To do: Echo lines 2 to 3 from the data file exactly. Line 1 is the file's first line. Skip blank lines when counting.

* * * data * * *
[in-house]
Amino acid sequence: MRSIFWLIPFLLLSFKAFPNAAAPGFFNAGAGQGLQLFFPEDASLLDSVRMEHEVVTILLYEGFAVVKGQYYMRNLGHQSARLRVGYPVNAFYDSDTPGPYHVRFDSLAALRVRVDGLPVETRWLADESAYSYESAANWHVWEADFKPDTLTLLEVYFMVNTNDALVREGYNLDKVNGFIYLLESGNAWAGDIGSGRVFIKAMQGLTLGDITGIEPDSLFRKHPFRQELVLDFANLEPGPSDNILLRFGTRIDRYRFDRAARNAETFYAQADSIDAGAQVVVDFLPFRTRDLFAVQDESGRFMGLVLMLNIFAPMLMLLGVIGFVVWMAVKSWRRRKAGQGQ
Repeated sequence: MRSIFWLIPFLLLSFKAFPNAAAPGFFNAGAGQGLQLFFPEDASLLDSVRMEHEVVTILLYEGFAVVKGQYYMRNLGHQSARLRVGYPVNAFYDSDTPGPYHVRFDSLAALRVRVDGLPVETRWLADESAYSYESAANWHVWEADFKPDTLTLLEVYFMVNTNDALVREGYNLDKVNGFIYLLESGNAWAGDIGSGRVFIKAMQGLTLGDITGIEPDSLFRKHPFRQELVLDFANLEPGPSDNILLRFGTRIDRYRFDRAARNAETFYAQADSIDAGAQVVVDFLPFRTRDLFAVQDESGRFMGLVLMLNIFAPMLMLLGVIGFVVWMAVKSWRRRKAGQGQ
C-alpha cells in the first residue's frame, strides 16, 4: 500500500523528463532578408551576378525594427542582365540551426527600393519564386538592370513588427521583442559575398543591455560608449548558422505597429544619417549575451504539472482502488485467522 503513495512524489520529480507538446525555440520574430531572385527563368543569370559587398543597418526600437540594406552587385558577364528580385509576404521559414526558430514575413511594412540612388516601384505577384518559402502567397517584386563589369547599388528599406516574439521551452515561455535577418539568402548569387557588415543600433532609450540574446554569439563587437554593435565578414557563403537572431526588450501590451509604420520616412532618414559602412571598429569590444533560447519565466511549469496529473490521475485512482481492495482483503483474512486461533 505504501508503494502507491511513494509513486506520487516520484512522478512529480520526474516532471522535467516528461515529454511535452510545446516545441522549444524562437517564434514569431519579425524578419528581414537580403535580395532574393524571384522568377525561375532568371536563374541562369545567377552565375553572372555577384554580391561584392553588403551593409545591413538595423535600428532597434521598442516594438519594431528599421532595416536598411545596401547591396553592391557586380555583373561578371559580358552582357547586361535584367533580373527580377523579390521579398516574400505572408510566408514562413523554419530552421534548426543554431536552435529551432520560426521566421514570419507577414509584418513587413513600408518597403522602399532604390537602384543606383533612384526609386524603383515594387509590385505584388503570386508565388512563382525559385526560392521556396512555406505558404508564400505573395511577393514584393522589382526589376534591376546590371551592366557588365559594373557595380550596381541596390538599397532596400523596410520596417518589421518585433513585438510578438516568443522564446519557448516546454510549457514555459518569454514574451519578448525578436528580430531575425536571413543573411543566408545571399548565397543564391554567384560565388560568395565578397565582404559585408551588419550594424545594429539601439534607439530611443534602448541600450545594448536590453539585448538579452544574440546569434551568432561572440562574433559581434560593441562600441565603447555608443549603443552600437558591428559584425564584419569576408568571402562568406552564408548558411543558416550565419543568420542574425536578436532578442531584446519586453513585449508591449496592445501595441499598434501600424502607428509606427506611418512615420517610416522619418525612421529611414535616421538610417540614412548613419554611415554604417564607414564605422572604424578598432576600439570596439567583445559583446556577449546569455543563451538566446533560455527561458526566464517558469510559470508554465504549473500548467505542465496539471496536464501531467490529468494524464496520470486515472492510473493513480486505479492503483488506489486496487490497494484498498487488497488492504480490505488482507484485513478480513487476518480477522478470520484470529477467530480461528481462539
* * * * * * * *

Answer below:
Amino acid sequence: MRSIFWLIPFLLLSFKAFPNAAAPGFFNAGAGQGLQLFFPEDASLLDSVRMEHEVVTILLYEGFAVVKGQYYMRNLGHQSARLRVGYPVNAFYDSDTPGPYHVRFDSLAALRVRVDGLPVETRWLADESAYSYESAANWHVWEADFKPDTLTLLEVYFMVNTNDALVREGYNLDKVNGFIYLLESGNAWAGDIGSGRVFIKAMQGLTLGDITGIEPDSLFRKHPFRQELVLDFANLEPGPSDNILLRFGTRIDRYRFDRAARNAETFYAQADSIDAGAQVVVDFLPFRTRDLFAVQDESGRFMGLVLMLNIFAPMLMLLGVIGFVVWMAVKSWRRRKAGQGQ
Repeated sequence: MRSIFWLIPFLLLSFKAFPNAAAPGFFNAGAGQGLQLFFPEDASLLDSVRMEHEVVTILLYEGFAVVKGQYYMRNLGHQSARLRVGYPVNAFYDSDTPGPYHVRFDSLAALRVRVDGLPVETRWLADESAYSYESAANWHVWEADFKPDTLTLLEVYFMVNTNDALVREGYNLDKVNGFIYLLESGNAWAGDIGSGRVFIKAMQGLTLGDITGIEPDSLFRKHPFRQELVLDFANLEPGPSDNILLRFGTRIDRYRFDRAARNAETFYAQADSIDAGAQVVVDFLPFRTRDLFAVQDESGRFMGLVLMLNIFAPMLMLLGVIGFVVWMAVKSWRRRKAGQGQ